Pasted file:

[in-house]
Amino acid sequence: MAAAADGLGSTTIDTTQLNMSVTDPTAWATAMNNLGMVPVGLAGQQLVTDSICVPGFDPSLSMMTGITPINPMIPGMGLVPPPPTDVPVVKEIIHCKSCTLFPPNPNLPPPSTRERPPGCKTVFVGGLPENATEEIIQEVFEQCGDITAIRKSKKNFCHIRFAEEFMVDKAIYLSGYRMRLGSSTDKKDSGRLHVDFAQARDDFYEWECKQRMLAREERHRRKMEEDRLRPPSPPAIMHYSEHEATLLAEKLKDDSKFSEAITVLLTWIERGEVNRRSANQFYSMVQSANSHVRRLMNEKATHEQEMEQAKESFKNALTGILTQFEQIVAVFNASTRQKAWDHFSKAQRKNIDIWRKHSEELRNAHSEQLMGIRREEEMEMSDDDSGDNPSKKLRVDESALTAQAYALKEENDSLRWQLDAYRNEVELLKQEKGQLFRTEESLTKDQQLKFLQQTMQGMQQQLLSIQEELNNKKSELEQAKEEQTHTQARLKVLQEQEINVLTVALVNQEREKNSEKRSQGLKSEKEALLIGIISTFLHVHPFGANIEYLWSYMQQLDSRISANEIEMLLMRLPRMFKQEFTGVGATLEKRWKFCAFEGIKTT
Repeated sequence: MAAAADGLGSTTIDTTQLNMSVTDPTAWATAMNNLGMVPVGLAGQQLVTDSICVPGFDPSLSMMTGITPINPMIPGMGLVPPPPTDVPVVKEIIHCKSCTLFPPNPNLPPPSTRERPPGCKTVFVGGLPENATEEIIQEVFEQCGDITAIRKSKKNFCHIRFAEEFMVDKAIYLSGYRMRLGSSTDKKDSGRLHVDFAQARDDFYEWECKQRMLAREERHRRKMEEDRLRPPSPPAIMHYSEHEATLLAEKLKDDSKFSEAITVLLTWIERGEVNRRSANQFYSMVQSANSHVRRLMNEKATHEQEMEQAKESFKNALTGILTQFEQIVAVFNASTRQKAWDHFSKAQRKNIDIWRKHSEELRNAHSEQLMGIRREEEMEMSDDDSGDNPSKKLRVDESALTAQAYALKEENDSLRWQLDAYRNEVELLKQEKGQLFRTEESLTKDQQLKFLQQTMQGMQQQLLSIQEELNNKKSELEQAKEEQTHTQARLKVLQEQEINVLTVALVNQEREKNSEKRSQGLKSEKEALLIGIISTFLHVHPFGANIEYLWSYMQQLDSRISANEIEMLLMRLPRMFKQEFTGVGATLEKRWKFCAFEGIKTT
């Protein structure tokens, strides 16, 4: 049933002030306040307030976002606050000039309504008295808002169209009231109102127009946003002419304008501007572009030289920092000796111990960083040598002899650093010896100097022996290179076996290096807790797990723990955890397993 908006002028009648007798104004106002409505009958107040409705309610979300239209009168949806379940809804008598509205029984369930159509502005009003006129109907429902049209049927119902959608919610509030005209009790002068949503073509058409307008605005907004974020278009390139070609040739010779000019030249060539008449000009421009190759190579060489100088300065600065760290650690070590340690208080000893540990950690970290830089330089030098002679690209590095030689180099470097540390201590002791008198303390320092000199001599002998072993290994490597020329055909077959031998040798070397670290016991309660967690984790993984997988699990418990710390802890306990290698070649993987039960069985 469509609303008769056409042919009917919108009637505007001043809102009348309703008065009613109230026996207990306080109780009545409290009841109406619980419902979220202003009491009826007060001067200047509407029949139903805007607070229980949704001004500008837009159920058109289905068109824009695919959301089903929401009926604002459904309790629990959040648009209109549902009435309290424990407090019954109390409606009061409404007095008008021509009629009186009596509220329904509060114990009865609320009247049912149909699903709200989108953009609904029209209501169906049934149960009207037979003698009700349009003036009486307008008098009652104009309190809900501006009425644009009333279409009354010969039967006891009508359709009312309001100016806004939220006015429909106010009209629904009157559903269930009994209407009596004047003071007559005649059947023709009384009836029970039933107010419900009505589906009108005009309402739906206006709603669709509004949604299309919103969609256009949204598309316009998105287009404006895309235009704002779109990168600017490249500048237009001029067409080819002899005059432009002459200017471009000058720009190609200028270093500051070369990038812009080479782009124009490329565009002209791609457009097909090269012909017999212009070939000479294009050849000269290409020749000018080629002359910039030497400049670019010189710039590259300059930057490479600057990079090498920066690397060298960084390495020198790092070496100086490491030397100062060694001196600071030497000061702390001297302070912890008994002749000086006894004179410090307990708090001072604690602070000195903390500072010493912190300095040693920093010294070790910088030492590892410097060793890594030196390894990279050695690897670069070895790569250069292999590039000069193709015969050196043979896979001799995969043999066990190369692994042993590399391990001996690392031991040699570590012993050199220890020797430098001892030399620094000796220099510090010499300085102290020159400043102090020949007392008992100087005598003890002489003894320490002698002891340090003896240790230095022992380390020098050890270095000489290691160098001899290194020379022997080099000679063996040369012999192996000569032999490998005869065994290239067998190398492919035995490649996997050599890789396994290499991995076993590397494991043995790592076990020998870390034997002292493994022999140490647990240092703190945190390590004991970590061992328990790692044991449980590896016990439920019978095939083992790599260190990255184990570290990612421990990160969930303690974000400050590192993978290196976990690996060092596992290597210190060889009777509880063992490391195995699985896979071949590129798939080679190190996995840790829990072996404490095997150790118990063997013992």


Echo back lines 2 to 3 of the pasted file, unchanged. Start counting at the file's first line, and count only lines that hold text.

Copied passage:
Amino acid sequence: MAAAADGLGSTTIDTTQLNMSVTDPTAWATAMNNLGMVPVGLAGQQLVTDSICVPGFDPSLSMMTGITPINPMIPGMGLVPPPPTDVPVVKEIIHCKSCTLFPPNPNLPPPSTRERPPGCKTVFVGGLPENATEEIIQEVFEQCGDITAIRKSKKNFCHIRFAEEFMVDKAIYLSGYRMRLGSSTDKKDSGRLHVDFAQARDDFYEWECKQRMLAREERHRRKMEEDRLRPPSPPAIMHYSEHEATLLAEKLKDDSKFSEAITVLLTWIERGEVNRRSANQFYSMVQSANSHVRRLMNEKATHEQEMEQAKESFKNALTGILTQFEQIVAVFNASTRQKAWDHFSKAQRKNIDIWRKHSEELRNAHSEQLMGIRREEEMEMSDDDSGDNPSKKLRVDESALTAQAYALKEENDSLRWQLDAYRNEVELLKQEKGQLFRTEESLTKDQQLKFLQQTMQGMQQQLLSIQEELNNKKSELEQAKEEQTHTQARLKVLQEQEINVLTVALVNQEREKNSEKRSQGLKSEKEALLIGIISTFLHVHPFGANIEYLWSYMQQLDSRISANEIEMLLMRLPRMFKQEFTGVGATLEKRWKFCAFEGIKTT
Repeated sequence: MAAAADGLGSTTIDTTQLNMSVTDPTAWATAMNNLGMVPVGLAGQQLVTDSICVPGFDPSLSMMTGITPINPMIPGMGLVPPPPTDVPVVKEIIHCKSCTLFPPNPNLPPPSTRERPPGCKTVFVGGLPENATEEIIQEVFEQCGDITAIRKSKKNFCHIRFAEEFMVDKAIYLSGYRMRLGSSTDKKDSGRLHVDFAQARDDFYEWECKQRMLAREERHRRKMEEDRLRPPSPPAIMHYSEHEATLLAEKLKDDSKFSEAITVLLTWIERGEVNRRSANQFYSMVQSANSHVRRLMNEKATHEQEMEQAKESFKNALTGILTQFEQIVAVFNASTRQKAWDHFSKAQRKNIDIWRKHSEELRNAHSEQLMGIRREEEMEMSDDDSGDNPSKKLRVDESALTAQAYALKEENDSLRWQLDAYRNEVELLKQEKGQLFRTEESLTKDQQLKFLQQTMQGMQQQLLSIQEELNNKKSELEQAKEEQTHTQARLKVLQEQEINVLTVALVNQEREKNSEKRSQGLKSEKEALLIGIISTFLHVHPFGANIEYLWSYMQQLDSRISANEIEMLLMRLPRMFKQEFTGVGATLEKRWKFCAFEGIKTT